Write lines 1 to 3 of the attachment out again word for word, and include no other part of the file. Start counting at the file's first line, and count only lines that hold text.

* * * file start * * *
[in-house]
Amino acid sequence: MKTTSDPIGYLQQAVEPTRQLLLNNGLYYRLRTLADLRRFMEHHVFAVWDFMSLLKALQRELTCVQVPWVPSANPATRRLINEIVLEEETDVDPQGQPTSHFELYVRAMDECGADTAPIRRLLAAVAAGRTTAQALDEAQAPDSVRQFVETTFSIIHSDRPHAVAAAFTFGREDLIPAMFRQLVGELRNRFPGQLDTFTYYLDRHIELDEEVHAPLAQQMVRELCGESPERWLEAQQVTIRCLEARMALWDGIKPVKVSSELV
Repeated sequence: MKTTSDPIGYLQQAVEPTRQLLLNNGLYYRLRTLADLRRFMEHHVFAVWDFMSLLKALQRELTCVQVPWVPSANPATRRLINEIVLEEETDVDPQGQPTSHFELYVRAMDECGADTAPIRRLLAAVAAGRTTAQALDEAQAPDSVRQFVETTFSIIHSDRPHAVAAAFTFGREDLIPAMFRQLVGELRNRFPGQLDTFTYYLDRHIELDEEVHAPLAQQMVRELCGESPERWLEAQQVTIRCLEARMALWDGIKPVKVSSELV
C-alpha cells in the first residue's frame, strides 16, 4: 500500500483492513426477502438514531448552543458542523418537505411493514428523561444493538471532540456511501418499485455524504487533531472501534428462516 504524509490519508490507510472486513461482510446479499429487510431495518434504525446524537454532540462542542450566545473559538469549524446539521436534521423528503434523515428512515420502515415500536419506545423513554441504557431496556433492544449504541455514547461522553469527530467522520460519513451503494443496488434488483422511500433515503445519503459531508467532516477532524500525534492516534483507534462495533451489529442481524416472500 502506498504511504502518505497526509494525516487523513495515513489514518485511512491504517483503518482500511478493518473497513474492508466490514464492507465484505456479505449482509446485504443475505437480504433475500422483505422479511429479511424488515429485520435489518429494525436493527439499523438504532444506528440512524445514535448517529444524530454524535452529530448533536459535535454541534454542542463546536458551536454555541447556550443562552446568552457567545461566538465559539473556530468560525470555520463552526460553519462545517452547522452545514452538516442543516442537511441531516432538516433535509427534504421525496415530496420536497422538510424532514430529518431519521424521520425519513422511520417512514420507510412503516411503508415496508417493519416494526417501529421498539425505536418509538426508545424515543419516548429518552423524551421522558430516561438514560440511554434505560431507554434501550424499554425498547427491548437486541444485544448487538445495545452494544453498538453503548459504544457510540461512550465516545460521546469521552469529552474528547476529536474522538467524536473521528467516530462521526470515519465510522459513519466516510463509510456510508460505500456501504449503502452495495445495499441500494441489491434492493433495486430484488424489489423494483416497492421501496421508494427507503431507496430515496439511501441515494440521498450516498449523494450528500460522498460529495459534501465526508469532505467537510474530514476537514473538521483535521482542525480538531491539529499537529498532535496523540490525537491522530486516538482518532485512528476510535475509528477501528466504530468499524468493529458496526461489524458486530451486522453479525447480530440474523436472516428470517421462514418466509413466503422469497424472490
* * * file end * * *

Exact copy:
[in-house]
Amino acid sequence: MKTTSDPIGYLQQAVEPTRQLLLNNGLYYRLRTLADLRRFMEHHVFAVWDFMSLLKALQRELTCVQVPWVPSANPATRRLINEIVLEEETDVDPQGQPTSHFELYVRAMDECGADTAPIRRLLAAVAAGRTTAQALDEAQAPDSVRQFVETTFSIIHSDRPHAVAAAFTFGREDLIPAMFRQLVGELRNRFPGQLDTFTYYLDRHIELDEEVHAPLAQQMVRELCGESPERWLEAQQVTIRCLEARMALWDGIKPVKVSSELV
Repeated sequence: MKTTSDPIGYLQQAVEPTRQLLLNNGLYYRLRTLADLRRFMEHHVFAVWDFMSLLKALQRELTCVQVPWVPSANPATRRLINEIVLEEETDVDPQGQPTSHFELYVRAMDECGADTAPIRRLLAAVAAGRTTAQALDEAQAPDSVRQFVETTFSIIHSDRPHAVAAAFTFGREDLIPAMFRQLVGELRNRFPGQLDTFTYYLDRHIELDEEVHAPLAQQMVRELCGESPERWLEAQQVTIRCLEARMALWDGIKPVKVSSELV